Safe Inside (2019) – Film Review
Director: Renata Gabryjelska
Cast: Andrea Tivadar, Tom Ainsley, Steven Brand
By @Roger Crow
An American couple are travelling on a bus through France. Ana (Andrea Tivadar) has a phone chat with her concerned mum, who is clearly tuned to the moon.
Ana looks a bit like Daisy Edgar Jones from sublime BBC drama Normal People; Tom (Scarborough’s own Tom Ainsley) looks like Justin Timberlake. It seems the driver is going too fast, so there’s a relief when the duo leave the bus, and potter off to an idyllic French abode in the countryside.
They are met by Richard (Steven Brand), an amiable guy who welcomes them in, and in a scene that’s rather stilted, they look around before dinner.
The young duo are there to work, but despite an attractive lavender-strewn hillside beckoning them, they are told it’s quite a walk.
As they are being paid 200 Euros a day, and have a gorgeous place to stay in, Ana and Tom look set for a lucrative working holiday. But we know their host is not to be trusted. He has that air about him.
Tom is wary of Richard because he knows about Rambeau and French poetry. (Or just poetry as it’s known in France). So Tom comes across like Bill Murray in Groundhog Day, but doesn’t mockingly say, “What a waste of time”. Instead he feels threatened that suave Gallic older guy will seduce his gorgeous girlfriend, who is obviously smarter, but not smart enough to wear gloves while moving rocks.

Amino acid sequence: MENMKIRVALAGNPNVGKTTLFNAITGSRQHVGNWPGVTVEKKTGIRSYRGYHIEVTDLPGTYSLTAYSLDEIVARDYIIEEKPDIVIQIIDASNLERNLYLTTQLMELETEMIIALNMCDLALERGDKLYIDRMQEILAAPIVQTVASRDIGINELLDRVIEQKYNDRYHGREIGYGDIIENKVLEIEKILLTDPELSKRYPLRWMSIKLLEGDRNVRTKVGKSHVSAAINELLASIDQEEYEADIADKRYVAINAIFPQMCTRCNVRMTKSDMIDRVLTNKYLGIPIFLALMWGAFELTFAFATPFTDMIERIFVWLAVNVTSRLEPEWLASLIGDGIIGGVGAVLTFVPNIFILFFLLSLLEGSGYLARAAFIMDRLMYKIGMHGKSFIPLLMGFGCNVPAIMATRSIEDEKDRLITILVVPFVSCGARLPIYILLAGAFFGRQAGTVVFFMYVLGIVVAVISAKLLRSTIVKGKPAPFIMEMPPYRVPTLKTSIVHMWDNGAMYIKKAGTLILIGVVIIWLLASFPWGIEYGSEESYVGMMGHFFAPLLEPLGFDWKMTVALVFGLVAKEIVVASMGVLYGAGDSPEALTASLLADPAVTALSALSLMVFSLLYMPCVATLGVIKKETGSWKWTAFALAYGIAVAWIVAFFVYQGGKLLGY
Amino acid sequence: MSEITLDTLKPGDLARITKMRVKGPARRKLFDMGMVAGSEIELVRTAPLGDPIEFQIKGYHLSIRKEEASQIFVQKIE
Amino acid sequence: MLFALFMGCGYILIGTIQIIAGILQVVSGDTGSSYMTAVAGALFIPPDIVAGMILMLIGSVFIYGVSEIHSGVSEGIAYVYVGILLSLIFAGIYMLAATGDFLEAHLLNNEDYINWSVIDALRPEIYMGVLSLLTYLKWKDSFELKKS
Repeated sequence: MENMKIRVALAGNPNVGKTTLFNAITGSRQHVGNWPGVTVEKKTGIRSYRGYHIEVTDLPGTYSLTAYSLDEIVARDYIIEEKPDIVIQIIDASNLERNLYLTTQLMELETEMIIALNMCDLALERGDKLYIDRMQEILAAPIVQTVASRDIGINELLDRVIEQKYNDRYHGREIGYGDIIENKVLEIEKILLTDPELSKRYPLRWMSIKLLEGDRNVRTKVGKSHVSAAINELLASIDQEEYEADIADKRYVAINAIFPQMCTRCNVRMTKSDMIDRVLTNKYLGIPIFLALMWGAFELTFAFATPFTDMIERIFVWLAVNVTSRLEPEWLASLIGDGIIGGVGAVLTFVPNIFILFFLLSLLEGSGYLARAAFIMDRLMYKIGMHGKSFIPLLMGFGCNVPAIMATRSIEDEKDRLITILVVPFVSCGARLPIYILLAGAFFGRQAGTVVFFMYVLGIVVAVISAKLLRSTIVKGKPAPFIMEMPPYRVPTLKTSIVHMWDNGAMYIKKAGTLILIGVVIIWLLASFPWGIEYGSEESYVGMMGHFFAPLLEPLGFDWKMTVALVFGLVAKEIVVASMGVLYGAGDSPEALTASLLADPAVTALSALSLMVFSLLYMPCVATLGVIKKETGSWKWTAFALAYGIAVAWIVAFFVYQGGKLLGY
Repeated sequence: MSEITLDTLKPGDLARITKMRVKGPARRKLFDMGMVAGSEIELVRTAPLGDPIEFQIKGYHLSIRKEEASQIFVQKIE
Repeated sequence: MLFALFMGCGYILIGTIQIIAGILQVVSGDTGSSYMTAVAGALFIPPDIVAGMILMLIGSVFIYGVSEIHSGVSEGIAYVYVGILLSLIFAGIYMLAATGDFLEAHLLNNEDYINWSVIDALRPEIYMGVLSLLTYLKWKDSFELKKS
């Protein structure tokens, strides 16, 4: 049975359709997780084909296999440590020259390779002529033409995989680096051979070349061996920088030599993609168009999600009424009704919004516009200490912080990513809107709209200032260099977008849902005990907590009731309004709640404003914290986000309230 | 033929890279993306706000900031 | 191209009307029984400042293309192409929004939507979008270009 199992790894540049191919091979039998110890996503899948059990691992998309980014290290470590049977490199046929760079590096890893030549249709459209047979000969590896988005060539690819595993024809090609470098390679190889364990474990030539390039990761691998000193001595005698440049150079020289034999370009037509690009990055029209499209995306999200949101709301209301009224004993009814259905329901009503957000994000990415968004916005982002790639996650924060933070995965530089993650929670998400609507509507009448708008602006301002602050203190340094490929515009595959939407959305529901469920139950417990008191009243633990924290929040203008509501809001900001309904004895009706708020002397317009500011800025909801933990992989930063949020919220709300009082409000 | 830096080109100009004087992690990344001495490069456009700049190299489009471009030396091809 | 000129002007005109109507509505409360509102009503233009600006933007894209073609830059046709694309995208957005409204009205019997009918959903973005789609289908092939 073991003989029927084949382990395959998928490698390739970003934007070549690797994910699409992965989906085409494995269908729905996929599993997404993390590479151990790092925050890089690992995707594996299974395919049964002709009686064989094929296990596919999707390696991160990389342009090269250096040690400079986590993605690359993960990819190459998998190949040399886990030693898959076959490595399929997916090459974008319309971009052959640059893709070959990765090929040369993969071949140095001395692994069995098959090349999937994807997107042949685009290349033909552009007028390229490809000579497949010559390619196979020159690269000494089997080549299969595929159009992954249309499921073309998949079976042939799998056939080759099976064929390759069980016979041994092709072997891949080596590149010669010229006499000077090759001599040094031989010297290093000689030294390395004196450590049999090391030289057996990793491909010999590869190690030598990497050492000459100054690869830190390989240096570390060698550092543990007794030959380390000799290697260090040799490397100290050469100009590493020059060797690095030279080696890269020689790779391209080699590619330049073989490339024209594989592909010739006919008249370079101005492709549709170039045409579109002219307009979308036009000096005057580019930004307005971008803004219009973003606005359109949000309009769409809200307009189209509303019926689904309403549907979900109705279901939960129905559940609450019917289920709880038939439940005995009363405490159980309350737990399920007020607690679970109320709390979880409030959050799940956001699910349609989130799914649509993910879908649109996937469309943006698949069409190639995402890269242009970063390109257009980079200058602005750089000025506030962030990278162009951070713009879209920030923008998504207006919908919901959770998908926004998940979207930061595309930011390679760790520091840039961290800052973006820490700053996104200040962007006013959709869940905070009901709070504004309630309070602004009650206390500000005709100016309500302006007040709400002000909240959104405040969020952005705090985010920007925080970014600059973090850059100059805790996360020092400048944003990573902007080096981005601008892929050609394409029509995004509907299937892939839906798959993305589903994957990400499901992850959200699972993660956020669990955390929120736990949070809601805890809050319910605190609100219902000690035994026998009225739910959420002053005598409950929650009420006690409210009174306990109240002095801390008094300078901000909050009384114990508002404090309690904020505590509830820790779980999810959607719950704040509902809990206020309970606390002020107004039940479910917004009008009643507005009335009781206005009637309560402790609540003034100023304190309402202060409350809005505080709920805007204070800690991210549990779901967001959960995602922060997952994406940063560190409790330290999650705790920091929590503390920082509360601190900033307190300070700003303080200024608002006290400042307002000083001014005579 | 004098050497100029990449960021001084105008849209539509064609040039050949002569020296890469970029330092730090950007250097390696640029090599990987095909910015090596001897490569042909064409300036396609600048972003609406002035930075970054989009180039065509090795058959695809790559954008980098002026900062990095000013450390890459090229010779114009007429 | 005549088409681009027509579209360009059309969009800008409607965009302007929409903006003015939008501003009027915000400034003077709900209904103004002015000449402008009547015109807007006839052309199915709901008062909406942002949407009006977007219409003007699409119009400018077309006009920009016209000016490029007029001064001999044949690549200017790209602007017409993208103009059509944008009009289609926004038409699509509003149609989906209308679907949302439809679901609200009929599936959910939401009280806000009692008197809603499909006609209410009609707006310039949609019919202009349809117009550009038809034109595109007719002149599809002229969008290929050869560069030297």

The ‘twist’ in the story is as old as the hills, lavender or otherwise. It’s reminiscent of a cross between a hit BBC crime drama from 15 years ago and A Year in Provence. Once you know what the key plot is, it plays out with excruciating predictability.
A key problem is the boyfriend is so unlikeable that it’s hard to root for him when he gets wise to what’s going on. There are so many clichés littered throughout that you yearn for it to be more original. And while we finally discover what the relevance of the lavender hills are, by the finale chances are you’ll just be hoping the closing credits arrive soon.
Alas, before they do we have to contend with one of those awful on-screen closing statements that ruin so many decent movies. The thriller feels more like a lesson rather than a slice of entertainment.
I wanted to like it far more than I did. The heroine is hugely likeable, but if you’re a dog lover you’ll hate it.
The alpha male sub plot is obvious, as is the inevitable seduction of the heroine by the older guy. It’s the sort of thing that drops on Sky Cinema in a few months; you ponder watching it, along with the five other unknown films that arrived that week; sit through 20 minutes and then go and do the washing up.
If you want to see a far better thriller set in France, watch the original And Soon the Darkness. This movie, which some in the film trade call a “Euro pudding”, needed that magic touch which writer Brian Clemens applied to all his work, but it sadly falls way short of those levels of brilliance.